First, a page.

Over the last few weeks, the sight of garbage pickers and their trucks plying on empty streets in the early mornings has taught us the value of poor migrant labourers who provide essential services in our metros. From the relative comfort of middle-class homes, we have learnt about their lives and have been moved by their plight. But, there is another aspect of their predicament, which became clear to me only when I began supplying essential drugs and food packets to their families.
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For some years, my friends and I, as volunteers of the Aam Aadmi Party, had held health camps and helped poor migrant children to get school admissions in the sprawling Munekolala slum abutting the posh software hub of Whitefield in Bengaluru. When the Covid crisis began, we telephoned our former patients to find those who needed drugs and food packets. And from one of them came a frantic call for help. Veena (named changed), a health camp patient, had moved out since, to an adjoining colony which had now become another forgotten settlement, abandoned without work, food or hope.
Such colonies proliferate on the fringes of the city, within and beyond Bruhat Bengaluru Mahanagara Palike limits. There are many in the eight wards of Mahadevapura Assembly constituency. This one was in Varthur, within touching distance of Whitefield’s commercial and residential area.
Responding to the desperation in Veena’s appeal, we passed the hat around and raised funds to distribute packets of essential dry rations to the community. Civic authorities were issuing announcements that they were gearing up with milk and cooked food for labourers laid off during the lockdown. They were saying that two months of free rations were being released to card holders. Yet, clearly, none of this was reaching Veena’s colony.
For, after the first food packet distribution, they made a second request and, soon after, a third. Over a month’s time, we distributed three sets of food packets, each with a fortnight’s supply of dry rations. Throughout April and early May, the BBMP and State departments did not catch up with the Varthur colony, even when we expressed worries about such neglected and forgotten pockets. When Veena gave a third SOS, I resolved to collect detailed data about the migrants of her group, to investigate why it had remained invisible, and seek some permanent solutions.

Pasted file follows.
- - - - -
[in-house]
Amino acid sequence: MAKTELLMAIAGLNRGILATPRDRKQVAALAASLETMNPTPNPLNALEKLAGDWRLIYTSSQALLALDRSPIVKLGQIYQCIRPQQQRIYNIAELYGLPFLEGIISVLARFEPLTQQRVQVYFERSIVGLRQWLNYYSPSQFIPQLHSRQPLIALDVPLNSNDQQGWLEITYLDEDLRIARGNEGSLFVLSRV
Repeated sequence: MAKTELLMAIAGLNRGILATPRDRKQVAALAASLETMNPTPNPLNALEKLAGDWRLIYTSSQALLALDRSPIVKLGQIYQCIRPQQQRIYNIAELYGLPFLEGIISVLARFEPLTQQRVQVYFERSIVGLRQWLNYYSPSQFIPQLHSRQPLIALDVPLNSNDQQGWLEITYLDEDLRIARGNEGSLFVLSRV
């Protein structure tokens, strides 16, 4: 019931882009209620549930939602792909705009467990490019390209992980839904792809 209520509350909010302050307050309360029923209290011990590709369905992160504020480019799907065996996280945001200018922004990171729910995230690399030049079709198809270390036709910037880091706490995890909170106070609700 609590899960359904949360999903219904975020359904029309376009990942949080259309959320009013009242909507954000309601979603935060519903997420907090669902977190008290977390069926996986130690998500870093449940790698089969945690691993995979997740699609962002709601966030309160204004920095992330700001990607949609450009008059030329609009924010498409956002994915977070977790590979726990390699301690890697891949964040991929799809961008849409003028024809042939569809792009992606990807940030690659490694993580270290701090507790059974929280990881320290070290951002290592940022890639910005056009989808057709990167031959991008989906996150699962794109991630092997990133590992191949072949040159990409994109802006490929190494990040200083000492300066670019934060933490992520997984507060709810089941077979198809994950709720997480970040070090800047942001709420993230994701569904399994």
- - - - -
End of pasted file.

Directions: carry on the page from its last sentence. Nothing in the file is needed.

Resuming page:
Sallying out with a Covid mask and gloves in a vehicle weighed down with food packets, we turned into a narrow, rutted lane opposite the government school in Varthur. As we moved forward, the road got progressively worse. Stones and pebbles littered the path and we slowed down to a crawl to protect the tyres and suspension. Eventually, after a turn to the right, we came to a patch of uneven land behind some new high-rise flats. There were the migrants, women, men and children, with Veena in their midst.
Like other colonies of the area, which we had visited and surveyed earlier, this one was also predominantly a “garbage workers’ group”. Piles of recyclable rubbish, reclaimed from the city, were arranged in orderly heaps on the roadside. There were lines of temporary, tin-roofed shacks beside the narrow pathways to our left. Some tempos and small vans were parked in open areas. On the right lay a tangle of weeds and unpruned bushes.
We were told that the road went on past several similar settlements in the general direction of Munekolala slum. Previous visits had familiarized us with the migrants, who lived in groups all along the low lying stream-bed between Varthur and Belandur lakes. We were aware that the better-off families were clustered on the front lines facing residential middle-class areas, while the weakest and most poverty-stricken were relegated to the interior.